Around the same time, Becker made another surprising observation. As all scientists do, he kept his cells in incubators at 98.6°. But when he left them out for a few hours and they cooled a bit, “we found that there were differences in rates of cell death,” he says, because the mitochondria and the immune system aren’t as active at low temperatures.
But if the AHA endorsement represented a mainstreaming of the treatment, it didn’t result in widespread use, especially outside those urban areas. According to a 2006 survey by Abella, just 26 percent of U.S. emergency-room and cardiology doctors had ever cooled a patient after cardiac arrest. The guidelines advise doctors to use cooling, but they don’t go into detail about how best to do it. In addition, they recommend the treatment for only a subset of patients—those who experience ventricular fibrillation (one of four forms of cardiac arrest) and collapse outside of the hospital—because already hospitalized patients tend to be sicker, so cooling them is riskier. Perhaps as a result, few doctors seem to be using the technique.
“It seems like a good idea, but there are so many variables,” says Barco’s cardiologist, Jonathan Gomberg, who, despite working with Becker and Abella at Penn, still seems uncertain about hypothermia. If a patient’s heart has stopped for more than a certain length of time, is he still worth cooling? Penn’s limit is an hour; much longer than that, and severe brain damage is difficult to avoid. If a patient wakes up after resuscitation and seems OK, should he be sedated again for cooling, since more sedation can also pose risks? Penn says no. The list goes on. “When the science is clear, there’s one answer, and that’s what you do,” says Abella, now the hospital’s clinical-research director. But that’s not the case with hypothermia yet, so each hospital has to develop its own protocol. Even Penn cools only about 25 cardiac-arrest patients a year.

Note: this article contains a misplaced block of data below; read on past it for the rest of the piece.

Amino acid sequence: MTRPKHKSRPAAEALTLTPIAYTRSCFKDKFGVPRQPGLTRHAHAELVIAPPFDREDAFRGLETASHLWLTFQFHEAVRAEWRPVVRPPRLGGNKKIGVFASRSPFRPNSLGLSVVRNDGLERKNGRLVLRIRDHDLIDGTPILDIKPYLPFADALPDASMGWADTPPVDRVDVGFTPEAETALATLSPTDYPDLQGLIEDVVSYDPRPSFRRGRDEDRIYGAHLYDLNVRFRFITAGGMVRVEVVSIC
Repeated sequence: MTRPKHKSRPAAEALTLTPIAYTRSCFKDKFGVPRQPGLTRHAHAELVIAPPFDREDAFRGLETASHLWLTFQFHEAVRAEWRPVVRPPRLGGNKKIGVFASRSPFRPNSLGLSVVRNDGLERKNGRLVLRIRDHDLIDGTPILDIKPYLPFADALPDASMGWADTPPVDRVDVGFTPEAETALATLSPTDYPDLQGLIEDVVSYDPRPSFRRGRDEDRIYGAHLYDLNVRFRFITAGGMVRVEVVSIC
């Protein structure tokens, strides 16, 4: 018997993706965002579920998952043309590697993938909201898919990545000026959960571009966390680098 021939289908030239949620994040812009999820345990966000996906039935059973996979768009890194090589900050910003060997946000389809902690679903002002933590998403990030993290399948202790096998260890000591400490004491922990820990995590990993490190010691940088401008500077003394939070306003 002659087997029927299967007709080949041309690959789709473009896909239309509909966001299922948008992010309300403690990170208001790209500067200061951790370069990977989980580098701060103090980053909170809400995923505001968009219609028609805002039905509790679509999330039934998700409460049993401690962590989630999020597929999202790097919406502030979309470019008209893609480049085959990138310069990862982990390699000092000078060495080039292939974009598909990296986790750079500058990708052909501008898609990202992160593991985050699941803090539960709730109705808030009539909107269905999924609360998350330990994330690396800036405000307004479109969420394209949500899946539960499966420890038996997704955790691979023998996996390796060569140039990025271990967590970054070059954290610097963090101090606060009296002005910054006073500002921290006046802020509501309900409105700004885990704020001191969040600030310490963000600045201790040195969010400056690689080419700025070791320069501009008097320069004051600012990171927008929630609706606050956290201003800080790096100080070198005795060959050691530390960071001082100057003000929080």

When Barco was brought to Penn from the Children’s Hospital, the ER doctors immediately called the cardiac-care unit so that nurses could ready the cooling equipment. The unit also had to find a nurse who wasn’t busy and could spend the entire night in Barco’s room in case something went wrong.single page
Five amazing, clean technologies that will set us free, in this month's energy-focused issue. Also: how to build a better bomb detector, the robotic toys that are raising your children, a human catapult, the world's smallest arcade, and much more.